Stare decisis /stériy dsáyss/. Lat. To abide by, or adhere to, decided cases. Policy of courts to stand by precedent and not to disturb a settled point.
Black’s Law Dictionary (10th Pl 2010).
Courts of last resort at both the state and federal levels rigidly adhere to stare decisis in order to promote the rule of law, foster confidence in the legal process, and effect the efficient administration of justice — or not. The Indiana Supreme Court’s recent opinion in Myers v. Crouse-Hinds Div. of Cooper Indus., Inc., 2016 WL 825111 (Ind. 2016), completes a trilogy of Supreme Court cases going back to 1989 in which the high court has grappled with the stubborn issue of squaring the mandates of the Indiana Constitution with the Indiana Product Liability Act (IPLA), Ind. Code § 34-20-3-1, in asbestos personal injury cases. See Covalt v. Carey Canada, Inc., 543 N.E.2d 382 (Ind. 1989), overruled by AlliedSignal, Inc. v. Ott, 785 N.E.2d 1068 (Ind. 2003); Myers v. Crouse-Hinds, 2016 WL 825111. This article examines the role stare decisis played in deciding this issue.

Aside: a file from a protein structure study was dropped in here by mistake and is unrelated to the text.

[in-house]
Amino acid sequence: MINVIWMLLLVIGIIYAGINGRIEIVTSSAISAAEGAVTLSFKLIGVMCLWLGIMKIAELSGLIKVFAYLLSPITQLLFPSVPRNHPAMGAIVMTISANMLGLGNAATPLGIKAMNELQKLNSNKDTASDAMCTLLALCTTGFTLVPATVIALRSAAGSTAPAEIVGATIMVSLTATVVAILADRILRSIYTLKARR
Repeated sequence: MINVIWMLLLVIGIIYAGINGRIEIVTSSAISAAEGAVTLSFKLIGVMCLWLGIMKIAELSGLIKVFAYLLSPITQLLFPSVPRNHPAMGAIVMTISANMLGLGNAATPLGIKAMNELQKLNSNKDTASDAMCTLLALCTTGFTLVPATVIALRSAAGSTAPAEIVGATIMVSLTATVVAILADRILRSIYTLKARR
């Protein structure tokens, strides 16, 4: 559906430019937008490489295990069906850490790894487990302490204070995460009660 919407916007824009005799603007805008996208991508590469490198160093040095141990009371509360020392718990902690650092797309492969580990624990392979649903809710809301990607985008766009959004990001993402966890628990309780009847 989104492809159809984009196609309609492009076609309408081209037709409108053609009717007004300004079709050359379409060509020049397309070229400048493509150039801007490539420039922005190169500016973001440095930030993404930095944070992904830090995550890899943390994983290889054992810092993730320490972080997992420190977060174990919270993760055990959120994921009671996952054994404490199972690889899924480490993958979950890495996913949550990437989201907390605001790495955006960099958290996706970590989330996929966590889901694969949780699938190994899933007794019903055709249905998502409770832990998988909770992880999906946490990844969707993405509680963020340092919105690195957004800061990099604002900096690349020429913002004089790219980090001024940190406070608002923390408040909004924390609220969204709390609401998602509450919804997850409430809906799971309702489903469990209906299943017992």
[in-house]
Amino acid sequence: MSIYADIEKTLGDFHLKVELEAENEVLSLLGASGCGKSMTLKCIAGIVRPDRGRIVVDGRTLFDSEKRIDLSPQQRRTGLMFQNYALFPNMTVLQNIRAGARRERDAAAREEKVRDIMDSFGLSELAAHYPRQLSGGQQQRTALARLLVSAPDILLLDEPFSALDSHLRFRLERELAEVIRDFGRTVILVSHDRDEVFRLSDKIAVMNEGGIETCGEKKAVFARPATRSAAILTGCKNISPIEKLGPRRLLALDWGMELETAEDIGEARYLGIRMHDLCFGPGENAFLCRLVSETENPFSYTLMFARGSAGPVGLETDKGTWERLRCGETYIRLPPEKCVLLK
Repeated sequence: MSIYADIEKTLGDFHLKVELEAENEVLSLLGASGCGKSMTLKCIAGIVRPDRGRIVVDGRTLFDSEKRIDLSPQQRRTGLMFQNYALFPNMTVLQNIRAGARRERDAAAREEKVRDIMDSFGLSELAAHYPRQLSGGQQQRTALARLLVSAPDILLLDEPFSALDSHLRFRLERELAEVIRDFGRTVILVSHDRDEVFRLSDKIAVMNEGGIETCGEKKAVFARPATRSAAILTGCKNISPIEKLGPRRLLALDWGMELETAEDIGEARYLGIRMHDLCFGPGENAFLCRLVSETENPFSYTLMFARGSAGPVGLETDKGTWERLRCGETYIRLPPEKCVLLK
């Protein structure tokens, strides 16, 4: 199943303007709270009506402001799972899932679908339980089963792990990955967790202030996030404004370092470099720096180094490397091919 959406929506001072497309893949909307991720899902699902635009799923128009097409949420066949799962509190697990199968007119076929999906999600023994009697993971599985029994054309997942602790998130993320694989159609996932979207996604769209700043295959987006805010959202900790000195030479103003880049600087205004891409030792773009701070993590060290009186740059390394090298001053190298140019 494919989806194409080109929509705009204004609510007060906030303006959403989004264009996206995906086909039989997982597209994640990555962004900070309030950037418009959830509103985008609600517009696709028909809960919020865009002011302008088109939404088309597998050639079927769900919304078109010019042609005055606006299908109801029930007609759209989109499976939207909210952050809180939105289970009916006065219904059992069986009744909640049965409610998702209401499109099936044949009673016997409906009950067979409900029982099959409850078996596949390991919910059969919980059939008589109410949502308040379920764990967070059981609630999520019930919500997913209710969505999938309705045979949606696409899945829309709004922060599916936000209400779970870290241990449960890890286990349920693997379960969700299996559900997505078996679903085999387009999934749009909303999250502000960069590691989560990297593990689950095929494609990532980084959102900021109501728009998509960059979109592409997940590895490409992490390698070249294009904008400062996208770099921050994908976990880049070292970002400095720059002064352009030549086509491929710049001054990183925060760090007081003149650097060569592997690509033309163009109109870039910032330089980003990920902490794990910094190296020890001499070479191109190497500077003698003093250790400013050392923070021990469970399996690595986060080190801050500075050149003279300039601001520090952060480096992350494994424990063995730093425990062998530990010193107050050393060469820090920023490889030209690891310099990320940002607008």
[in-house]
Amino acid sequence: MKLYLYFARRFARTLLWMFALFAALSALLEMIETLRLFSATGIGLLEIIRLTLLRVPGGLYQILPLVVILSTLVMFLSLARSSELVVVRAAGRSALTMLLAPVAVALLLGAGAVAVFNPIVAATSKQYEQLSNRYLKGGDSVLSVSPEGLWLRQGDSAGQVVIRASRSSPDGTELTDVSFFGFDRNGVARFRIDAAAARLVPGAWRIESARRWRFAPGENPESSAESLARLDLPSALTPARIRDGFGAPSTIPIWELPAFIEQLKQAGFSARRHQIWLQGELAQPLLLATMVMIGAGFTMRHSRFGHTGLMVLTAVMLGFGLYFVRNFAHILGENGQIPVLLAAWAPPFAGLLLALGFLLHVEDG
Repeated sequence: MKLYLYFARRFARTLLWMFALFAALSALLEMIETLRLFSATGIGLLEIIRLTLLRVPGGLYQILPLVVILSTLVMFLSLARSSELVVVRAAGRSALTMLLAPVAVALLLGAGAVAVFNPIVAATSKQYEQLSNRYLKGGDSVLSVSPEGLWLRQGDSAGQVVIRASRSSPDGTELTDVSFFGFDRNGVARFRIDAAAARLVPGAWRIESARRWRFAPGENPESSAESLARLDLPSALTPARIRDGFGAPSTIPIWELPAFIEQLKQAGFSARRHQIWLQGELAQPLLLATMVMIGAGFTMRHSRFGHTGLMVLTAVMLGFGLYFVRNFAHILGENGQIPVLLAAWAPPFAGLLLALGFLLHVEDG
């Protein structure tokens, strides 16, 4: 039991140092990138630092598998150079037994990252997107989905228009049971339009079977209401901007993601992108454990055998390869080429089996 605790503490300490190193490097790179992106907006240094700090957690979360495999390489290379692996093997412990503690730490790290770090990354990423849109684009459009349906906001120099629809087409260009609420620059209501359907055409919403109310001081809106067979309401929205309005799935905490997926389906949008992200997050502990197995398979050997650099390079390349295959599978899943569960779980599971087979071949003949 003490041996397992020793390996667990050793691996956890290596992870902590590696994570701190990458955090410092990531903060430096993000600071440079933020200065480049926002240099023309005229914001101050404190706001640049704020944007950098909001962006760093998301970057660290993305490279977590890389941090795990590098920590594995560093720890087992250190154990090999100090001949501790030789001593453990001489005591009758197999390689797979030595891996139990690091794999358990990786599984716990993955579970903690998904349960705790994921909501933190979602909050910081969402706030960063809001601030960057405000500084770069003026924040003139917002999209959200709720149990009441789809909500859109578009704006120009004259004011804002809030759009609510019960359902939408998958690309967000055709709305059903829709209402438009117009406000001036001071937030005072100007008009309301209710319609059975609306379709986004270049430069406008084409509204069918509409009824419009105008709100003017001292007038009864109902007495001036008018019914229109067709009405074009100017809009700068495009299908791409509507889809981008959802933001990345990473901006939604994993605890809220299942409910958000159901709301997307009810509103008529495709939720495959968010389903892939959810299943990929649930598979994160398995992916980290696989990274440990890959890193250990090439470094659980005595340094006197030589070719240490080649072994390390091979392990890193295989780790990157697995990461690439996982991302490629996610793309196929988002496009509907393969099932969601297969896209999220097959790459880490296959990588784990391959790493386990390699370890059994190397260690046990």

A. Statute of repose issue in asbestos cases
Personal injury actions arising from allegedly defective products must be brought within 10 years of the date the product was first placed into the stream of commerce or be barred by IPLA’s statute of repose. Injuries arising from asbestos exposure, however, do not present as symptomatic, manifest, clinically diagnosable injuries until several decades after exposure. Based on this medical science, the Supreme Court in Covalt held that Indiana’s statute of repose was inapplicable in actions where plaintiffs’ injury is a disease subject to a long latency period and contracted as a result of protracted exposure to a substance.